Note: The Pages o’ Peat have moved to http://peat.org/ — please update your bookmarks and references accordingly. Thank you!

I spent the weekend building a native iPhone app.  It’s unfinished, and a little rough around the edges … but I’m happy with the experience so far.

The concept is relatively simple:  I want an app to search through (and show off) my collection of international banknotes when I’m out and about.

There are a few hurdles, though.

For example, it’s been over a decade since I worked on a reasonably sized C application.  So, I’m getting back into the swing of things with Objective-C style pointers and memory management, and remembering how much I hate segmentation faults and bus errors.

Also, being new to Objective-C and Mac development, this learning curve looks a bit like a wall.  Thankfully, there is quite a bit of sample code out there, but it’s not entirely consistent … which I guess is par for the course for a beta development system and a OS that hasn’t been released yet.

I’m learning, but I’m pretty sure my code is gnarly enough to make a Real Mac Developer nauseous.  That said, if you are a Real Mac Developer with a strong stomach, please drop me a line — I’d love to show you what I have, just so that you can tell me how bad it really is (and, hopefully, tell me how I can make it better).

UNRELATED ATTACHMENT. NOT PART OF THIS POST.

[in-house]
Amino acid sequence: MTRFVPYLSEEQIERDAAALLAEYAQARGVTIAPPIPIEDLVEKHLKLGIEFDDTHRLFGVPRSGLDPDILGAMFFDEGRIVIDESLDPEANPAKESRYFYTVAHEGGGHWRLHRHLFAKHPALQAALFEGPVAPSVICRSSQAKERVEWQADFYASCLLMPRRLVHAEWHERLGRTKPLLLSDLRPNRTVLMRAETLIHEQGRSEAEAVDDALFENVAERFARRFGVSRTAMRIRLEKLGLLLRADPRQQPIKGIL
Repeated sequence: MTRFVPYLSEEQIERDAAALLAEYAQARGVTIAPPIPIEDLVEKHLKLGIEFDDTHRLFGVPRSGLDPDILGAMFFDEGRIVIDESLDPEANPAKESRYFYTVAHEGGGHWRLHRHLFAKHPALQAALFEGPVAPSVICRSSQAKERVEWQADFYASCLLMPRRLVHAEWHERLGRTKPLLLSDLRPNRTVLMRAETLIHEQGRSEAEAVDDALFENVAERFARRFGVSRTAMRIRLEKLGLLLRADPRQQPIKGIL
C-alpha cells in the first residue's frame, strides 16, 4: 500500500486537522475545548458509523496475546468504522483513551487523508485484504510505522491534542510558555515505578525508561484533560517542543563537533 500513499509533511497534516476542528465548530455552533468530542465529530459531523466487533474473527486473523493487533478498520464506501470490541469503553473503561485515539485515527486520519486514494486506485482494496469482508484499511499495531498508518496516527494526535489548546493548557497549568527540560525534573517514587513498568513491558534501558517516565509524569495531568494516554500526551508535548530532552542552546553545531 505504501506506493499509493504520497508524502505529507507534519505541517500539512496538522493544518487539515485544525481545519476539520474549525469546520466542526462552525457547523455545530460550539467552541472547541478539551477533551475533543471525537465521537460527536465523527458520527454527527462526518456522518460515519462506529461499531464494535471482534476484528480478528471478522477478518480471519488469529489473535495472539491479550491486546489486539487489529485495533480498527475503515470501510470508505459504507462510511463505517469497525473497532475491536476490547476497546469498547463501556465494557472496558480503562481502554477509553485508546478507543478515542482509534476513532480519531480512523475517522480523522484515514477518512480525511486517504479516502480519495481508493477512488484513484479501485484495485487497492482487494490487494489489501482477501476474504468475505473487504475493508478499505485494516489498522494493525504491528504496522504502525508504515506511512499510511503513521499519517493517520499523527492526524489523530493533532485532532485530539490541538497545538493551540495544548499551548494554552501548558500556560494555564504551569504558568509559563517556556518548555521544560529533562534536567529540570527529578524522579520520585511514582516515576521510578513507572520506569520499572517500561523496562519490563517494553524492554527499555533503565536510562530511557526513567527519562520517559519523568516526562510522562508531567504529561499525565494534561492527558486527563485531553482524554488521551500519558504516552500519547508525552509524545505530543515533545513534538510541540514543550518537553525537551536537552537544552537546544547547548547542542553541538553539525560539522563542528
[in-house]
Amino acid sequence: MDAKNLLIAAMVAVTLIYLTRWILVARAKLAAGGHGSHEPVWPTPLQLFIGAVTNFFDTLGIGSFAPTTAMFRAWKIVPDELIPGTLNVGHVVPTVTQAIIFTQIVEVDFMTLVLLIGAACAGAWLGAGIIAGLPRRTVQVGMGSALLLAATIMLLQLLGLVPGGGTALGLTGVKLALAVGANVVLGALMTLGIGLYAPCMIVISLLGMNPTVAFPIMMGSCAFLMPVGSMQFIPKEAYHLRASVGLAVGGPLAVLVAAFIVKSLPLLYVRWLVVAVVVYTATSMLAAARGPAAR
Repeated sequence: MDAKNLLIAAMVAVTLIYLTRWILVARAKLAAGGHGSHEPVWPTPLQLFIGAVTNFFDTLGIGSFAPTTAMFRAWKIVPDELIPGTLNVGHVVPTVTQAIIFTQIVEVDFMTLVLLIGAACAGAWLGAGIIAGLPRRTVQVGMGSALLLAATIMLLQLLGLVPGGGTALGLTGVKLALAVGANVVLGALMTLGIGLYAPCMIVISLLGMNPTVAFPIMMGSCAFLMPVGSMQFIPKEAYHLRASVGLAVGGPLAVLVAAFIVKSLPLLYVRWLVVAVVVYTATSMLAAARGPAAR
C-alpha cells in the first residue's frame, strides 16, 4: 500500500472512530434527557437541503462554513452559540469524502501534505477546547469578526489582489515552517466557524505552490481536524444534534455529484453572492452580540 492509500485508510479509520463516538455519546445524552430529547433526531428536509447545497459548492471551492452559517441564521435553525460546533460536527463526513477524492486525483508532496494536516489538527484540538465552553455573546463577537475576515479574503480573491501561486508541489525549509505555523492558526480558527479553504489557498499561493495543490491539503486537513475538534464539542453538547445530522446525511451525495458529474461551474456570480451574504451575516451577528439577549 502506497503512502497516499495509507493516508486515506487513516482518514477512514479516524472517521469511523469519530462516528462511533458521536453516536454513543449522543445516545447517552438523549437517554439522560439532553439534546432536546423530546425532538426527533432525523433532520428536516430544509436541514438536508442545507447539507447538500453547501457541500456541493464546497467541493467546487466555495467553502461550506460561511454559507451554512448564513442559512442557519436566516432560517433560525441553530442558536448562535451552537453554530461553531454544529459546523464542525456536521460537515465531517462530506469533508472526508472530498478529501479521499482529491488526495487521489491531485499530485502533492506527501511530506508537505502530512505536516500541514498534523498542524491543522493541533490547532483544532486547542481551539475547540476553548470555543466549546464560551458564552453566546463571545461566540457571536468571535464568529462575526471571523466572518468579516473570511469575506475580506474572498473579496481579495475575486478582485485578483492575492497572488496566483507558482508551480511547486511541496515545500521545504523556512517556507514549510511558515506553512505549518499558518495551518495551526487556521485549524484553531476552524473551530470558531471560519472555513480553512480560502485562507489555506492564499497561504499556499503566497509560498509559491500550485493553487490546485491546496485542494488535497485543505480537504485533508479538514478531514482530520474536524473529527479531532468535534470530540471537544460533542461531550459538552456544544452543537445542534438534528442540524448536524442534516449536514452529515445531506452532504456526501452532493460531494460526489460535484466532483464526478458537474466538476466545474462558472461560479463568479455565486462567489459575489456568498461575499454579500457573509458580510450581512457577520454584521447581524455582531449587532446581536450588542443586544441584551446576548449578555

At this point in the game, there are a few things I’m very pleased with:

  1. Interacting with the Internet and web services is incredibly easy.  Support for synchronous and asynchronous HTTP requests and very flexible caching policies make for a happy web service developer. This is particularly nice since the guts of the database and searching features will be powered by a Rails app siting on a server somewhere else.
  2. Working with XML is also very pleasant.  NSXML can handle proper XPath and XQuery searches, which is really quite nice.  The documentation is very mature for this and the other supported NS* classes, and there are plenty of examples out there on the net.
  3. UIKit follows very sane MVC and delegation patterns.  It’s pretty straight forward and consistent.

And, of course, a few things I’m rather surprised to find, and desperately hope for resolution on:

  1. The iPhone simulator isn’t entirely safe. My hamfisted techniques have somehow caused other apps (including Finder) to crash several times.  It’s terribly frustrating, and makes me a bit nervous about experimenting. I’m not sure if I’m getting better, or if the recent betas have been more stable, but I haven’t had any catastrophic errors recently.